2019.07.05 Fri

Observation of record-breaking rainfall in the Kyushu region due to an active Baiu front

As of July 5, 2019, an active Baiu front has been stagnating near Honshu for an extended period of time, causing severe damage in various areas, particularly in the Kyushu region. We wish to extend our deepest sympathy to all those who have suffered hardship from the disasters.

From the perspective of providing information on precipitation condition, JAXA/EORC conducted the analysis using data from the Global Precipitation Measurement (GPM) core observatory, the Global Satellite Mapping of Precipitation (GSMaP), etc., which observe condition of rain from space.

Figure 1 shows the temporal variation of rainfall by GSMaP since the end of June, when rainfall began in the Kyushu region.

*What is the Global Satellite Mapping of Precipitation (GSMaP)? … GSMaP is a global precipitation map created from satellite data for multiple precipitation observations.

Typhoon “SEPAT” was the first typhoon in Reiwa to hit Japan since the evening of June 27, 2019. When it passed over the Kanto and Tokai regions on June 28, a linear precipitation band was already visible over Kyushu. Although the rain clouds then moved eastward from the Honshu area, a broad band of rain clouds associated with the Baiu front again covered Kyushu, Kanto, and Tohoku from June 29 to 30. In July, a band of rain clouds extending east to west from the East China Sea to Kyushu and southeast of Kanto has been stagnant for a long period of time. We can see that precipitation has also increased since July 3. On July 4, the Baiu front moved southward again, but heavy precipitation continues to be observed over the southern seas of Japan, and caution continues to be urged in Okinawa and other areas.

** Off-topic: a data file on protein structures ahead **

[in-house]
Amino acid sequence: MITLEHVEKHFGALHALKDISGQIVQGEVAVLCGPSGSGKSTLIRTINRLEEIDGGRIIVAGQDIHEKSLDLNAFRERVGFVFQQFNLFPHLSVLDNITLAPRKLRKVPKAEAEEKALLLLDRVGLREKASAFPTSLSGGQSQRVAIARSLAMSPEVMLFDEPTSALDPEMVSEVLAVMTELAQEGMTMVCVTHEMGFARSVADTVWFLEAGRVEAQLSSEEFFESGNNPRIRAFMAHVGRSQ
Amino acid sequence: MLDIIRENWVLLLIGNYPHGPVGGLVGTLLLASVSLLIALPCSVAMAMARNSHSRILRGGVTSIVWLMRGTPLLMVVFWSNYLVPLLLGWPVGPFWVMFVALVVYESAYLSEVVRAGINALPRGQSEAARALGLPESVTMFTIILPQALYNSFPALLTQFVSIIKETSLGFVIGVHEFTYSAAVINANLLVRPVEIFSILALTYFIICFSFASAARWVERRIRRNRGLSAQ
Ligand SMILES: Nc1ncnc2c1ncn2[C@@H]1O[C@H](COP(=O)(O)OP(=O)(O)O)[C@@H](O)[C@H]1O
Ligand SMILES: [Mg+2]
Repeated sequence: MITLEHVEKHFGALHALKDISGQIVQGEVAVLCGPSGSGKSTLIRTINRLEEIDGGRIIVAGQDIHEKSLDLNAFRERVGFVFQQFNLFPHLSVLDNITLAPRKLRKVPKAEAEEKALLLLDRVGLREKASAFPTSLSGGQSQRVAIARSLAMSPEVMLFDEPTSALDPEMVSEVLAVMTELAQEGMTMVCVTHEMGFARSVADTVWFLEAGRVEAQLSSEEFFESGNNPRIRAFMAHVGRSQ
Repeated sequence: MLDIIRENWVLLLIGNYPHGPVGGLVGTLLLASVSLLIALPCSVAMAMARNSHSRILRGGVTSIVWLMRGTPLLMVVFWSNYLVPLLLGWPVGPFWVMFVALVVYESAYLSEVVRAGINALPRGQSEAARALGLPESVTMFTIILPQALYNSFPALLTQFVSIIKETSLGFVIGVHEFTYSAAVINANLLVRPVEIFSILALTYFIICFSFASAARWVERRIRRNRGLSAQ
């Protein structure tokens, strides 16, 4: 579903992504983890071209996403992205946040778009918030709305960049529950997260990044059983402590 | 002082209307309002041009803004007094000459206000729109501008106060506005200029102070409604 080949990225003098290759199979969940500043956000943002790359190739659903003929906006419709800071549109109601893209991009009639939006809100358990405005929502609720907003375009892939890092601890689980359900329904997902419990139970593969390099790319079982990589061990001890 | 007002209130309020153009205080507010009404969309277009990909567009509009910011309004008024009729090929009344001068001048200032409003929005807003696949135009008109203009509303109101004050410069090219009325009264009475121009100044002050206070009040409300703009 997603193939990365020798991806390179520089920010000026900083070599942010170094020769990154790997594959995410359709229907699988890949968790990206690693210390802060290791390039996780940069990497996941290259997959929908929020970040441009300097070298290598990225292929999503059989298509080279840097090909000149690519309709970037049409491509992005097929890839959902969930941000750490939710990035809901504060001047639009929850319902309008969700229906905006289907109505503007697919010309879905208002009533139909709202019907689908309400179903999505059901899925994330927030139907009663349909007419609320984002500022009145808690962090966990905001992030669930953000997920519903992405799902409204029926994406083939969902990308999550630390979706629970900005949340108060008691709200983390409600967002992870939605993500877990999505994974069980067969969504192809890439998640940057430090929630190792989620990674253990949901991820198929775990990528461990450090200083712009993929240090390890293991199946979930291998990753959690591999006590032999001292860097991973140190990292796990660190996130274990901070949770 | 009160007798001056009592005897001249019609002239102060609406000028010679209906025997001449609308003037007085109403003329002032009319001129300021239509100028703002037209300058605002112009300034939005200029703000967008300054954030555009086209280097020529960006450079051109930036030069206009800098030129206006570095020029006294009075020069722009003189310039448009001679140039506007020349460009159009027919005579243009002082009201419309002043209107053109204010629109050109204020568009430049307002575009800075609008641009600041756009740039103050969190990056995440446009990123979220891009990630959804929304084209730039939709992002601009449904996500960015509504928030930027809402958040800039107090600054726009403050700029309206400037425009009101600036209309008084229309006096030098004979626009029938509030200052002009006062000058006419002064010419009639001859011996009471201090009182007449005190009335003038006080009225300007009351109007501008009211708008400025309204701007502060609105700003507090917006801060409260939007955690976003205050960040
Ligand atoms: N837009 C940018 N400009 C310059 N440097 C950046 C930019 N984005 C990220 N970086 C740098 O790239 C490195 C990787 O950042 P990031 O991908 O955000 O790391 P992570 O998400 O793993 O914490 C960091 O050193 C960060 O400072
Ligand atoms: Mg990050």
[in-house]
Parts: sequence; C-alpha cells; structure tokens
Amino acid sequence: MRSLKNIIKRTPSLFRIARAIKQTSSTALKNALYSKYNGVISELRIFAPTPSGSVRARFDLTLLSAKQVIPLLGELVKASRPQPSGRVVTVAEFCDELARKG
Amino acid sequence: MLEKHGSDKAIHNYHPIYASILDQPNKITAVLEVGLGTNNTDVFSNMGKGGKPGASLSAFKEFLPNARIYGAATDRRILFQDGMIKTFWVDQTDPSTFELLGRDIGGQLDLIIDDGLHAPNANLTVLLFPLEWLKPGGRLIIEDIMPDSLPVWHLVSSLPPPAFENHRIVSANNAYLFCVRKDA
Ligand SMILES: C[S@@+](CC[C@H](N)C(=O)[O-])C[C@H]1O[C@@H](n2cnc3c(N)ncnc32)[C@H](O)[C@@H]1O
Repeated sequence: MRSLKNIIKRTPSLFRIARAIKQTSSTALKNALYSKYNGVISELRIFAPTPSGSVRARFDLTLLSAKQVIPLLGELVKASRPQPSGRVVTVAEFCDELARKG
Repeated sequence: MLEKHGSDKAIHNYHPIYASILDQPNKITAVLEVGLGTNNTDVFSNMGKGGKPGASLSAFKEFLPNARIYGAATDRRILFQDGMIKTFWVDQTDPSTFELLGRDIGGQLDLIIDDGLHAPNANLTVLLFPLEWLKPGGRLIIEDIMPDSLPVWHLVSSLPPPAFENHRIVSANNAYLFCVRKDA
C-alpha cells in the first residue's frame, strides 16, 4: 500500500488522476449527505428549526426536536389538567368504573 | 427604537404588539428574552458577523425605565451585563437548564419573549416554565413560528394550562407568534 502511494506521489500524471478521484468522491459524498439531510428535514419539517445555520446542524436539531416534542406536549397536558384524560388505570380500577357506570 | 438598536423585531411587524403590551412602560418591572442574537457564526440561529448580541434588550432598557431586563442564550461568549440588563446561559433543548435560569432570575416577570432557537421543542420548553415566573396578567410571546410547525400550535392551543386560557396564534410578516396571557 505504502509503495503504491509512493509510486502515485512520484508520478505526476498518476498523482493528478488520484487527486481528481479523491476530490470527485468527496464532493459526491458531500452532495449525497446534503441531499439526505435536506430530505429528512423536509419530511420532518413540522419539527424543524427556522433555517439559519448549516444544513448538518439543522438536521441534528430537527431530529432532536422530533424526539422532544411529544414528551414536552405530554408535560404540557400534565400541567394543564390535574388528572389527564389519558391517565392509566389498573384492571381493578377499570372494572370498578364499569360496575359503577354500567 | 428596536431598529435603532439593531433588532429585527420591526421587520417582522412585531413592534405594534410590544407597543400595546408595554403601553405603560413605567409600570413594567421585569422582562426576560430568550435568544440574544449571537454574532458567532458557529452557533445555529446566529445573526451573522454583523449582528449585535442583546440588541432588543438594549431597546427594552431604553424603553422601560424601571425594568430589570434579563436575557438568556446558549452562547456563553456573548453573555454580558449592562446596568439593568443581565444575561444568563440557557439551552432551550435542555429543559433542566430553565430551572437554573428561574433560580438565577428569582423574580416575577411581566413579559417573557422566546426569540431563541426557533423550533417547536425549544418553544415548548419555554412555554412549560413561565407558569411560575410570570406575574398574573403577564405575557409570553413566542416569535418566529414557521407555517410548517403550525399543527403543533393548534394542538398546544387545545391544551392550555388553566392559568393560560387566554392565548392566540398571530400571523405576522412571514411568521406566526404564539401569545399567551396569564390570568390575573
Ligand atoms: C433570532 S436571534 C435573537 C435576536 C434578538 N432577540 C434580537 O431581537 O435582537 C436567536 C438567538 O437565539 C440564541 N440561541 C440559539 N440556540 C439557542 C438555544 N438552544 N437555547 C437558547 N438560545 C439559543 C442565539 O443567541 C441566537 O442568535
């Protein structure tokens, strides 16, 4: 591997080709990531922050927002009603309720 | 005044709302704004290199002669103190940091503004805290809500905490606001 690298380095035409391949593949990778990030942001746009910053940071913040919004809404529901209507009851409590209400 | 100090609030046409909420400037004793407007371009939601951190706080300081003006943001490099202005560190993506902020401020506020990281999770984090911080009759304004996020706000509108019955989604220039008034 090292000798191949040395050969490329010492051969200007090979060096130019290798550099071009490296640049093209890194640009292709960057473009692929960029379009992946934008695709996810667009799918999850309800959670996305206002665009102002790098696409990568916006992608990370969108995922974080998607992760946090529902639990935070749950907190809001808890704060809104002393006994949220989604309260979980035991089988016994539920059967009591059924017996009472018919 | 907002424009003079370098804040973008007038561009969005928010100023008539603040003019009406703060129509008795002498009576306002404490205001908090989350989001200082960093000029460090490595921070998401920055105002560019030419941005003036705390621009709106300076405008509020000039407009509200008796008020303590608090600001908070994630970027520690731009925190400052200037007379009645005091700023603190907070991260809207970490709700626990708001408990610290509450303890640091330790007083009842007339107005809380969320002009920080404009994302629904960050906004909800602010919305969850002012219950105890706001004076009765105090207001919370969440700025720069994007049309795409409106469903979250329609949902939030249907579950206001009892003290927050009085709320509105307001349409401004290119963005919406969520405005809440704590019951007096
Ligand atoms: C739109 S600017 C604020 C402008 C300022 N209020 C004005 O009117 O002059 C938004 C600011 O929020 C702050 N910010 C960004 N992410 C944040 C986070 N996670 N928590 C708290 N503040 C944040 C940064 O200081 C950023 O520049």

Figure 1. Rainfall time variation by GSMaP from 00:00 on June 28, 2019 to 18:00 on July 4, 2019 (JST)

Two major advantages of GSMaP are (1) the ability to obtain rainfall distribution around the world, including over the oceans far from Japan, and (2) the ability to directly determine the amount of precipitation, rather than cloud information. Figure 2 shows the total precipitation for 7 days from June 28 to July 4, 2019. As can be seen in the figure, the area around Japan is the wettest region in the world at this time of year. In particular, if we zoom in on the area of Japan, we can see that more than 600 mm of rain was observed in southern Kyushu.

Figure 2. Total precipitation for 7 days from June 28 to July 4, 2019 by GSMaP

In addition, JAXA conducts accurate three-dimensional observations of rain in the world by using Dual-frequency Precipitation Radar (DPR) onboard GPM core observatory. Figure 3 shows three-dimensional conformation of precipitation when DPR observed the part of the precipitation band associated with the Baiu front. It shows the tall, strong rains observed in some places.

Figure 3. Vertical structure of the precipitation band associated with the Baiu front as observed by DPR on July 4, 2019 at 9:00 (JST).

DPR is the only instrument which can measure rain in three dimensions with high accuracy from space. The observation is helpful for our daily life through utilization of weather forecast by the Japan Meteorological Agency.

Related Sites

Stay Connected